We recommend you read the front end information in the book as it contains a lot of details that will help you get great results. Here is some additional helpful information …
Due to the heaviness of gluten-free doughs, we recommend you buy a mid-range or higher bread machine if you will be baking breads regularly. You can find them on sale throughout the year for around $110 to $145. If you will be baking often, the stronger the motor, the better. If you will only be baking occasionally, one of the smaller machines will probably be fine. Look at the online handbooks to find out if the gluten-free setting has only one mix/knead stage and one rise/bake.
Using Store Bought or Custom Flour Blends:
While we include two simple-to-make flour blends, you can use any of the available gluten-free flour blends on the market. We tested the recipes with several of them and got great results. We want this book to be easy for you to use!
Baking in the Oven instead of Using a Bread Machine:
While the recipes were developed to be made in a bread machine, you can also use your heavy-duty stand mixer to mix the doughs and your oven to bake them!
If the recipe uses the bread machine to mix the dough, follow the directions as written for the baking portion. For the mixing, you can use the following directions:
Baking Yeast Bread Machine Recipes in the Oven
- Butter a nonstick loaf pan, preferably one that is 4 x 9 x 4-inches (giving more vertical support as the loaf rises; available from King Arthur Flour) or a 5x9x3-inch pan.
- Measure the yeast in a small bowl and set aside.
- In a mixing bowl, combine the dry ingredients (except the yeast). Whisk together until evenly blended. This ensures all the powdery ingredients are fully incorporated. Add the yeast and whisk again to distribute it.
- In a medium bowl or large glass measuring cup, whisk the eggs until blended. Add the remaining wet ingredients, whisking until smooth.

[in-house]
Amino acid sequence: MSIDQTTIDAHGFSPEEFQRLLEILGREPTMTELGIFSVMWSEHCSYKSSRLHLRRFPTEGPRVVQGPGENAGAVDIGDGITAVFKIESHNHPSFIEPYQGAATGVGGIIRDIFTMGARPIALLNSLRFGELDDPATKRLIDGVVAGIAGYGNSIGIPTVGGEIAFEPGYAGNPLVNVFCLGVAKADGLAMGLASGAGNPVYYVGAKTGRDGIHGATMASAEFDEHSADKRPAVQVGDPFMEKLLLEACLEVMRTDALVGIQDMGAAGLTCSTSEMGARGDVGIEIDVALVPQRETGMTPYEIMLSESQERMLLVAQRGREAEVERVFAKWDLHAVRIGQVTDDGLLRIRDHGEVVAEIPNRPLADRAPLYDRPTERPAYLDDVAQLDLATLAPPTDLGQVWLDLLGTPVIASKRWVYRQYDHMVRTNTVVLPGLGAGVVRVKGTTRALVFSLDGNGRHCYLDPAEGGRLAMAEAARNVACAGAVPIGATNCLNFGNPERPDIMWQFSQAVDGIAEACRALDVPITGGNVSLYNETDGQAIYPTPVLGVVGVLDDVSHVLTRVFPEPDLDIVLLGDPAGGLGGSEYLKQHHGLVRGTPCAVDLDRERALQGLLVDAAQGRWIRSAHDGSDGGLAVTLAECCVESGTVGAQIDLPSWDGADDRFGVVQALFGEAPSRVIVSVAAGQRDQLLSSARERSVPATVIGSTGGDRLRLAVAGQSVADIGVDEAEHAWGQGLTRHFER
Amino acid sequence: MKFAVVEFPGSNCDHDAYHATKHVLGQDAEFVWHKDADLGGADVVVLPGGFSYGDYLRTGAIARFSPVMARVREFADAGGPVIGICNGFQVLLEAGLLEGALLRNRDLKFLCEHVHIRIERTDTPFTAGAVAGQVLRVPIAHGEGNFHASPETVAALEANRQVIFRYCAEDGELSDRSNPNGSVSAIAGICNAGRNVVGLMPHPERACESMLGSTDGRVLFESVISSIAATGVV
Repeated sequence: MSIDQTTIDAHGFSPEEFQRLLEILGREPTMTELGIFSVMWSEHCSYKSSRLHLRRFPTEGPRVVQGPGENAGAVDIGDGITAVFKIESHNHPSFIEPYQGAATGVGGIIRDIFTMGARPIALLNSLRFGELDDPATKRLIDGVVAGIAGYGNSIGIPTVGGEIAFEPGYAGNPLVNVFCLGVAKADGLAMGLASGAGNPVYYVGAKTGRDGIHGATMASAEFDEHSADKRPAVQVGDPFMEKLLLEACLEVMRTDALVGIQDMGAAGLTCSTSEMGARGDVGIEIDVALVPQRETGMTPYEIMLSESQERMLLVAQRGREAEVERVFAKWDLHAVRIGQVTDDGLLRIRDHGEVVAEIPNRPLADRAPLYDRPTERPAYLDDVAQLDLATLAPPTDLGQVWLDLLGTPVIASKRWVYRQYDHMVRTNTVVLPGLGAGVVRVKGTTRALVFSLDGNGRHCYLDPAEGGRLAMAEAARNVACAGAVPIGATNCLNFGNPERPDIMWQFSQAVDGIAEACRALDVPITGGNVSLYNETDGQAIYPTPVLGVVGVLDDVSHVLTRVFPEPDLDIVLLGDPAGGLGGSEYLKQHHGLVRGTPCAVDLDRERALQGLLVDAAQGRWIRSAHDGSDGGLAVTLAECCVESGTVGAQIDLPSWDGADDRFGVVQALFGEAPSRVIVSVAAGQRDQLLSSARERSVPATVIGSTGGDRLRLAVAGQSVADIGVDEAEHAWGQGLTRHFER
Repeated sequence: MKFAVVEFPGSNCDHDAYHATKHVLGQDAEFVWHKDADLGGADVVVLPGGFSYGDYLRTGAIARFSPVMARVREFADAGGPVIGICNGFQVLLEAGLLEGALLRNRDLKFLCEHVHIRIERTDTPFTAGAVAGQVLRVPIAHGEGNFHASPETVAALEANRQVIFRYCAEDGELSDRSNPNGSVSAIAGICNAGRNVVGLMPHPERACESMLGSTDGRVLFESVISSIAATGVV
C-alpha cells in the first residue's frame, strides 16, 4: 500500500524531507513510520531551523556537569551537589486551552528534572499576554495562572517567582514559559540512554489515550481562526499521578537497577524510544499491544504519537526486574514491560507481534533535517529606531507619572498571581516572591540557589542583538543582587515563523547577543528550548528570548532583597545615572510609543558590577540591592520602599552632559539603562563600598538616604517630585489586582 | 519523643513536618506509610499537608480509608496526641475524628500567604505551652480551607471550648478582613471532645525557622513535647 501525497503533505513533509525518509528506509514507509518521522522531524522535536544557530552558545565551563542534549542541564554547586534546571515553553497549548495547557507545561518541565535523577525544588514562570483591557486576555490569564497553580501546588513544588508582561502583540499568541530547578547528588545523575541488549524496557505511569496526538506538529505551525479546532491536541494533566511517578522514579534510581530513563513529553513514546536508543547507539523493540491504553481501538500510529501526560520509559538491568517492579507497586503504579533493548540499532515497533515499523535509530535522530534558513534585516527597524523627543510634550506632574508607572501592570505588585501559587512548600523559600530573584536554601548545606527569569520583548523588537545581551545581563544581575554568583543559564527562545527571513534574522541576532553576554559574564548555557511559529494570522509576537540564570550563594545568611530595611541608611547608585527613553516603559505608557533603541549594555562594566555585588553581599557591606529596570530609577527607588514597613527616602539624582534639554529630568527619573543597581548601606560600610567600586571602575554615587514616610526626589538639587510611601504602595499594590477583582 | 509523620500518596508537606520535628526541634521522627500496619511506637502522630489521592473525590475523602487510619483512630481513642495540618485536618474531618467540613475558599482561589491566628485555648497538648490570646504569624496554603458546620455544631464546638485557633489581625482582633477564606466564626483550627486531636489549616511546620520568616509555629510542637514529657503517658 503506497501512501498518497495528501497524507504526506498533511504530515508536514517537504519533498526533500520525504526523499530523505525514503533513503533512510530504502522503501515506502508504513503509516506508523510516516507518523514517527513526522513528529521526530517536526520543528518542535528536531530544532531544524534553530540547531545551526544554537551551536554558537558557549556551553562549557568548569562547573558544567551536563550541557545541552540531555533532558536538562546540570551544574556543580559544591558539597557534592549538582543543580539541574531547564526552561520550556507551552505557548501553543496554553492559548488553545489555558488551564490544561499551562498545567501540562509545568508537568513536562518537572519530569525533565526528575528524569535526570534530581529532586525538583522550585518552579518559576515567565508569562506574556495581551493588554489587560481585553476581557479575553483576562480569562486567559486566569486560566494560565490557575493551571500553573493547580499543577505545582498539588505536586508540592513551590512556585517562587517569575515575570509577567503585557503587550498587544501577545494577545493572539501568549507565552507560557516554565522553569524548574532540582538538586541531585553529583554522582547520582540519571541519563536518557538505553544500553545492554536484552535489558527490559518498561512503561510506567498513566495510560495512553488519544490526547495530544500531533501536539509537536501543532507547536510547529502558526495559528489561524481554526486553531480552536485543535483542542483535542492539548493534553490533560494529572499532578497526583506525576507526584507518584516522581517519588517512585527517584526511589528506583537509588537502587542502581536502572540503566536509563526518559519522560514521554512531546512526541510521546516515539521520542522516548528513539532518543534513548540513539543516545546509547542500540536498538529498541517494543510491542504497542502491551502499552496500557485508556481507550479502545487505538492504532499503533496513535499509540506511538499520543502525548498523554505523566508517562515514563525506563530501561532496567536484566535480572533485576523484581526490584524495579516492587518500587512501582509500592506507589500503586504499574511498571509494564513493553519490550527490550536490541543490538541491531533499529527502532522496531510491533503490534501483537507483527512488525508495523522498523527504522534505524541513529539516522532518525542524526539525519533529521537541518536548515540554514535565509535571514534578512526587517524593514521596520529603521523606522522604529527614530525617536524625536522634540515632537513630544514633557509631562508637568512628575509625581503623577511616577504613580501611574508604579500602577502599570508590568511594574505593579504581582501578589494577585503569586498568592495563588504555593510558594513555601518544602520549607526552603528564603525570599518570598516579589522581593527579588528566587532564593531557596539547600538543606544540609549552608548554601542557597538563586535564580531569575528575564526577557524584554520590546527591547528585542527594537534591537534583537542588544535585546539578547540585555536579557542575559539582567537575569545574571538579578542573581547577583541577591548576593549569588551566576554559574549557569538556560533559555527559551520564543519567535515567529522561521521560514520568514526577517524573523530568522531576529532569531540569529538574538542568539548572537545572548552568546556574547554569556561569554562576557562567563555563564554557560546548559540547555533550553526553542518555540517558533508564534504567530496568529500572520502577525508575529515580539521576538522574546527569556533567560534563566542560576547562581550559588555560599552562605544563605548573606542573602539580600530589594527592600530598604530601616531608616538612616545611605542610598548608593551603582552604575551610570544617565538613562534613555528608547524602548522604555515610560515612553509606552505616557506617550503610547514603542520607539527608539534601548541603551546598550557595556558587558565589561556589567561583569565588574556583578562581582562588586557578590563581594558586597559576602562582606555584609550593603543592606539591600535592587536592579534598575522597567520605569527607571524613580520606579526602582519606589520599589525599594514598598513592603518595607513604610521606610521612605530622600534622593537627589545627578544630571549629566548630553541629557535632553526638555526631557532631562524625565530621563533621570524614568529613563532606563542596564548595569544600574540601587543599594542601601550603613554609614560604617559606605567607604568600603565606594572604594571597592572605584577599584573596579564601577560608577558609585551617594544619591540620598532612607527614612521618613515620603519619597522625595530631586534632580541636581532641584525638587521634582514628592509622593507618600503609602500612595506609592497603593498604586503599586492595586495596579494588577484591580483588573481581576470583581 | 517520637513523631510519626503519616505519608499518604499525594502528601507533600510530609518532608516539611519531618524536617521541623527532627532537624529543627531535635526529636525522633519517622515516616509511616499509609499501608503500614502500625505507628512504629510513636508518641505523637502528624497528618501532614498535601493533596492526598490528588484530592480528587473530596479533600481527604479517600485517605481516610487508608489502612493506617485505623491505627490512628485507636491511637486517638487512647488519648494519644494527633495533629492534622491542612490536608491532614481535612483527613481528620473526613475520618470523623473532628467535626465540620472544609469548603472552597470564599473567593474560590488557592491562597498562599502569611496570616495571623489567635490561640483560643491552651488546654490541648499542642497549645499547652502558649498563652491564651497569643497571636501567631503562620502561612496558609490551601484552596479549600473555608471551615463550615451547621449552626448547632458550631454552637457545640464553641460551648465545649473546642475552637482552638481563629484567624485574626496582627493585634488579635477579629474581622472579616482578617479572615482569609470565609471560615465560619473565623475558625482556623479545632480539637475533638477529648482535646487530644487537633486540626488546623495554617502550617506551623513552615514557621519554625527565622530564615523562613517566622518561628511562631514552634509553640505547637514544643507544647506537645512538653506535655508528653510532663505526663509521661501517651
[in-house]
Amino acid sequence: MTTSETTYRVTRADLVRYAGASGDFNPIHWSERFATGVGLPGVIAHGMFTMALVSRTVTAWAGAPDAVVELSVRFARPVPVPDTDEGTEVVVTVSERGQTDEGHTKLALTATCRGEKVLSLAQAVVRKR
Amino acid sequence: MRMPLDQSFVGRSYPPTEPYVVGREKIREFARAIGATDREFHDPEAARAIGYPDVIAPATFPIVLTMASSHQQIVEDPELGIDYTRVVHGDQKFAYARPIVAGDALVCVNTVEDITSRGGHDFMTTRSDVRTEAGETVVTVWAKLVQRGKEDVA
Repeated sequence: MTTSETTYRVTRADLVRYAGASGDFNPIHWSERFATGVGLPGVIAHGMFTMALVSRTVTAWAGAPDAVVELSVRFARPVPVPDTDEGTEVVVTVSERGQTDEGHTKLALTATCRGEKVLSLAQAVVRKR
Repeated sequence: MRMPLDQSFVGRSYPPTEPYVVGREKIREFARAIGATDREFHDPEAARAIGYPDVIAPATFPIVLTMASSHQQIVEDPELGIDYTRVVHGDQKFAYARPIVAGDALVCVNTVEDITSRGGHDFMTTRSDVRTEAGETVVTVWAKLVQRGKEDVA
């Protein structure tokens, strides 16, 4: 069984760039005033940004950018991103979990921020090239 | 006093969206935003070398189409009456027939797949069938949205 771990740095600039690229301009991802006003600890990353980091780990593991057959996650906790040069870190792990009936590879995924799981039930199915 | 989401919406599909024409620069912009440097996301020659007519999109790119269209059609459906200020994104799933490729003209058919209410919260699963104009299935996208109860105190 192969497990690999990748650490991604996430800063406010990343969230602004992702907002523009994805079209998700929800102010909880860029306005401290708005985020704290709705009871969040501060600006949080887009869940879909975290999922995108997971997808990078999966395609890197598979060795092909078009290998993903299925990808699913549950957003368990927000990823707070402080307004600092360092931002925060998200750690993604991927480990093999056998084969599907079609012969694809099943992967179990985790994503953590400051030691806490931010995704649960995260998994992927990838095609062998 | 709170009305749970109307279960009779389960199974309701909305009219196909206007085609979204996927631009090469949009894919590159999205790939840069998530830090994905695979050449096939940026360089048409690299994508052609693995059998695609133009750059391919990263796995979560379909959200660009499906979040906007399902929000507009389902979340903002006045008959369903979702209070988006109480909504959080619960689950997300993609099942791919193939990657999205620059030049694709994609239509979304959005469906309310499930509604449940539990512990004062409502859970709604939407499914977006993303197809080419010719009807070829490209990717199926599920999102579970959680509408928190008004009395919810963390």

- Pour the dry ingredients into the bowl of your stand mixer. Add the wet ingredients to the dry ingredients, attach the paddle (gluten-free “dough” is more like heavy, stick cake batter so the paddle is perfect for beating it) and beat on low until combined. Stop the mixer, scrape down the sides and bottom of the bowl to be sure there are no hidden dry ingredients.
- Beat 3 minutes on medium-low, until the dough is satiny and smooth, but not shiny. You are looking for the dough to create “strings or ribbons” as the beater moves around the bowl. When you lift the paddle, the dough will stick to the paddle, then fall back into the bowl and break as it falls. You do not want it to flow back into the bowl like a ribbon. It is better for the dough to be slightly on the drier side than wet; adjust the flour or liquids as needed. Here in California I regularly need to add 1 to 2 tablespoons flour to get the dough to the right consistency.
- Scoop the dough into the prepared baking pan using a spatula; no need to push the dough into the corners, it will do that as it rises. Wet the spatula, smooth the top, and loosely drape a piece of oiled plastic wrap (oiled side down) over the top. Place in a warm, draft-free area to rest until the dough rises to just below the top edge of the pan with a slightly domed top. Depending on the warmth in your kitchen, this will take anywhere from 35 minutes to 1-1/2 hours. If it is very cold, you can place the pan on top of the refrigerator or next to the vent for the oven while it is preheating – the warmth will help activate the yeast.
- While the dough is rising, preheat the oven to 350° Remove the plastic wrap from the loaf pan and slide the pan into the oven. Bake until the bread is deep golden brown and an instant read thermometer inserted in the center registers 206°F to 210°F, about 35 to 50 minutes. (Note: Every oven works differently and can be up to 25°F off from the correct temperature. Always go by internal temperature for the most consistent results.)
- Remove bread from the baking pan and cool upright on a wire rack thoroughly before slicing, at least 2 hours.